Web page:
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Then we went to the War Remnants Museum. On its upper floor was an impressive display of pictures by a wide variety of photojournalists of what is known here as the American War. Below that were displays of the effects of Agent Orange and of war atrocities. Though the message was one-sided, it was none the less sobering. A number of planes and other war equipment stand on the grounds around the museum building.

Next Hugh, our guide, and I boarded cyclos, which are sort of reverse tricycles with two wheels and a passenger seat in front and one wheel and the cyclist in back. We made our way on a remarkable sightseeing tour among the motorbikes and larger vehicles of the city. I held my smaller camera in front of me and, without using the viewfinder, trusted its wide-angle lens as I took pictures of traffic and, much more, of the street vendors whom we passed. The photos worth saving will require straightening and cropping, but I should end up with a good set of pictures of Saigon's street life.

Our cyclo tour ended up near the Notre Dame Cathedral, which we saw from the outsider, and the remarkable Central Post Office, which we were able to visit. Our guide gave us the choice of Western or Vietnamese food for lunch, and we chose to go to a local noodle shop where we had very good soup with chicken and rice noodles.

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We had heard much about Vietnamese coffee, and following lunch, our guide asked whether we would like to try some. We accepted the suggestion with enthusiasm, and he took us to a coffee shop and placed the order. The coffee for him and for our driver arrived ready to drink, but with ours, our driver showed us the process. Coffee is brewed into cups which already have condensed milk in them. Then the mix is stirred and poured into tall glass cups filled with ice. The result is a delicious beverage that was especially refreshing in the heat - for now we understood why our morning pick-up time was seven: it had allowed us to see some of the city at a more comfortable time of day.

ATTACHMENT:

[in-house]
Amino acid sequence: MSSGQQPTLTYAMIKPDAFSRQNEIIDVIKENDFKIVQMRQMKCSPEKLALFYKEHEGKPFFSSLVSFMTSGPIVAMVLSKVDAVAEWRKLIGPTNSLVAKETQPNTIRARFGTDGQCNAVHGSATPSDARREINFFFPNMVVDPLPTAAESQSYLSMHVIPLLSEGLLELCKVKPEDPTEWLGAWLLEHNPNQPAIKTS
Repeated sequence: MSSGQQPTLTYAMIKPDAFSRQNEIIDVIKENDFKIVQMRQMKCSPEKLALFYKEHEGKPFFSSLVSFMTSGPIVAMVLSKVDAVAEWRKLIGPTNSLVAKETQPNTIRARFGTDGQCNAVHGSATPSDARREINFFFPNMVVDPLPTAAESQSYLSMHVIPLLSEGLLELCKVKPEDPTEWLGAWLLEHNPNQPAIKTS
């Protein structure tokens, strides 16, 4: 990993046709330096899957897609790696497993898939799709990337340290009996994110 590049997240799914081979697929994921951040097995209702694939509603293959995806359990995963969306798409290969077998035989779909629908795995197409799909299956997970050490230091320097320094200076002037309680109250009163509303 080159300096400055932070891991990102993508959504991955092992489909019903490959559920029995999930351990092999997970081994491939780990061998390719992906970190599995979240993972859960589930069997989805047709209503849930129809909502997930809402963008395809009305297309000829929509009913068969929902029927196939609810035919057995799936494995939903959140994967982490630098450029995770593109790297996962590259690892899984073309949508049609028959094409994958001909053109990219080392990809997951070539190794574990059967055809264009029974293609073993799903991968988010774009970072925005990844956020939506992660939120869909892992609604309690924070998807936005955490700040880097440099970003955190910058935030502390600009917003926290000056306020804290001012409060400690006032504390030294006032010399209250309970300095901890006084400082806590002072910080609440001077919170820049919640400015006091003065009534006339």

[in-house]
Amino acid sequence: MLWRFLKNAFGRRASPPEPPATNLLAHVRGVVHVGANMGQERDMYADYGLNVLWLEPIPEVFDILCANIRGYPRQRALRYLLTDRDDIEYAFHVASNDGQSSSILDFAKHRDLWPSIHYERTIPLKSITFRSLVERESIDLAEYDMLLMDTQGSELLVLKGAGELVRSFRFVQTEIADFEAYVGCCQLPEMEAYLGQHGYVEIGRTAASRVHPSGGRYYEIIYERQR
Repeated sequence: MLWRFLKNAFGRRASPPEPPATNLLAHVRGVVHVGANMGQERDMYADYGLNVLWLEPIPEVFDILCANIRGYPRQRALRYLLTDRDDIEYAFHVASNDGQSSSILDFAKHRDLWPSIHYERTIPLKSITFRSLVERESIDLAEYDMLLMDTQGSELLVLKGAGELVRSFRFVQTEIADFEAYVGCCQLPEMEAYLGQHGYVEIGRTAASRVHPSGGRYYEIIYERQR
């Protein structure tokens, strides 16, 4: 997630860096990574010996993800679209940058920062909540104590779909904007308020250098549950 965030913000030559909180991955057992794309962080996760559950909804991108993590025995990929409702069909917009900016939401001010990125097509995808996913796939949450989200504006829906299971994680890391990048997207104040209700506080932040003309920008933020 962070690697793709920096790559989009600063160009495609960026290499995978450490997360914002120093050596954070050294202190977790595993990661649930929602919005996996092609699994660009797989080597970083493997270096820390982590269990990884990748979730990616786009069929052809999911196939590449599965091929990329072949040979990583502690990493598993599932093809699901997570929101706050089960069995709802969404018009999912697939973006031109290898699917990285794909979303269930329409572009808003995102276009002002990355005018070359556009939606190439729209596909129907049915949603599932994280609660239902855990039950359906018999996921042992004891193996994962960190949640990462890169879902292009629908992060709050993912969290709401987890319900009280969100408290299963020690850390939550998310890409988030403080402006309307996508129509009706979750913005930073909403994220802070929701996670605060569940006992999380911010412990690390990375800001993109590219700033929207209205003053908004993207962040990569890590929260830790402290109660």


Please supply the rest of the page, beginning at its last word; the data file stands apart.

The coffee shop was partly around a larger traffic circle from the Ben Thanh market building, and I said that, although I did not want to shop, I would like to look briefly at the busy local market. Boldly our guide led us across the streets that form the spokes of the traffic circle, and Hugh and I spent perhaps ten minutes in the crowded market, quickly replying "No" to one seller after another. We got the flavor of the market very quickly. Then we returned to our van, appreciating its air conditioning as we headed back to the port. Although our ship was not due to set sail until evening, we had enjoyed a sufficient view of Saigon - and had felt enough of its heat.